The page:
Honesty compels us (me!) to admit that, to date, no minimalist account has managed to eliminate all operations rather than Merge in accounting for well established features of FL. So, to date, there is reason to think that there is more to the UG parts of FL than just Merge.[3]So whereas the Minimalist Program’s ambitions are alive and well, to date, there is still quite a bit of air between the hopes and the results. And to date, there is good reason to think that FL has quite a bit more UG in it than the standard advertising supposes. This is not a serious problem for the program, but it is worth keeping in mind when we advertise the ambitions given that the program is not exactly in its infancy anymore (it’s a robust 25 years old).

I have other quibbles as well, but enough really. MG has written a terrific paper which makes some very useful points (e.g. I love the discussion in section 4 a lot and his discussion of Tomasello, Everett and Chater and Christiansen are excellent). The paper should be widely read and I hope that it helps change the discussion to a more reasonable one. It shoulddo this. But even if it fails to blunt the overwhelming stupidity of the common critiques, it is a very good paper for insidersto read. I suspect that nowadays many GGers do not really care for the larger cognitive biological issues that once animated the field. This makes it hard to properly rebut the many claims that GG is dead that abound in the popular press. MG’s paper is a good starting point for those interested in reclaiming the cognitive/biological roots of the GG enterprise.

That said I am going to end on a pessimistic note. Despite MG’s excellent discussion, I doubt it will much change the discussion for the reasons outlined above. We are entering a new age of Eism (Deep Learning and Big Data being conspicuous signs of this), and not just in otherareas of cognition.  Its allure is alive in linguistics as well. The idea that FL exists and has special features and that it is a proper object of linguistic study is, IMO, actually taken to be rather quaint within linguisticcircles. GGers with a cognitive bent should not only worry about the barbarians at the gate, the horse has been dragged within the city limits. Let’s hope that MG’s reasonable discussion can redirect this tide, but I am not counting on it.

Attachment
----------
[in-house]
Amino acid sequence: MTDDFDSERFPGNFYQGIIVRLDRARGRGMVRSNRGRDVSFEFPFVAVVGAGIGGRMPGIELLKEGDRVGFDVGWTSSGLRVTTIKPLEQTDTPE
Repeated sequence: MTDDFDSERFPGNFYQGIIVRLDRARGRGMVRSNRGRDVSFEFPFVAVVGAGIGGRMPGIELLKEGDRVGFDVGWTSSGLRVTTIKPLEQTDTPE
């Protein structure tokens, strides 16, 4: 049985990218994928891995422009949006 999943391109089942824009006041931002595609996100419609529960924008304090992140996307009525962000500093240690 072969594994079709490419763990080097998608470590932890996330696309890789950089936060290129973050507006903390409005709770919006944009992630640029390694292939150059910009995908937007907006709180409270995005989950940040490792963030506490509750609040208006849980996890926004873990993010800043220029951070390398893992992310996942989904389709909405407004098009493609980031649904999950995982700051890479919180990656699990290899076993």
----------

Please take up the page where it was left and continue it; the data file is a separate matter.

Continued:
Last point, I was delighted to see that a major journal published MG’s paper. I could not imagine this appearing in today’s Cognitionor LIor NLLT. Kudos to the Journal of Linguistics.  


[1]Of course, that said, one should always be ready to integrate useful findings from those one disagrees with, even deeply. Those grains of truth are (perhaps) worthwhile.
[2]Though who knows, maybe there really is mind stuff. The belief that there is isn’t is largely a matter of faith.
[3]Indeed, an interesting paradox, IMO, of much contemporary Minimalist work is that it is not Merge that does most of the Grammatical heavy lifting. Rather the prime grammatical operation is AGREE and the long distance feature checking that accompanies it. I-Merge is a very secondary feature of most contemporary accounts and nobody had bothered to consider how linguistically specific the properties of AGREE are. To the degree that they are not, this is a problem for the idea that onlyMerge is linguistically proprietarty. Ditto with the features of the basic lexical atoms. Their idiosyncrasies have been well discussed by Chomsky. To the degree that they remain, there is more to UG than Merge.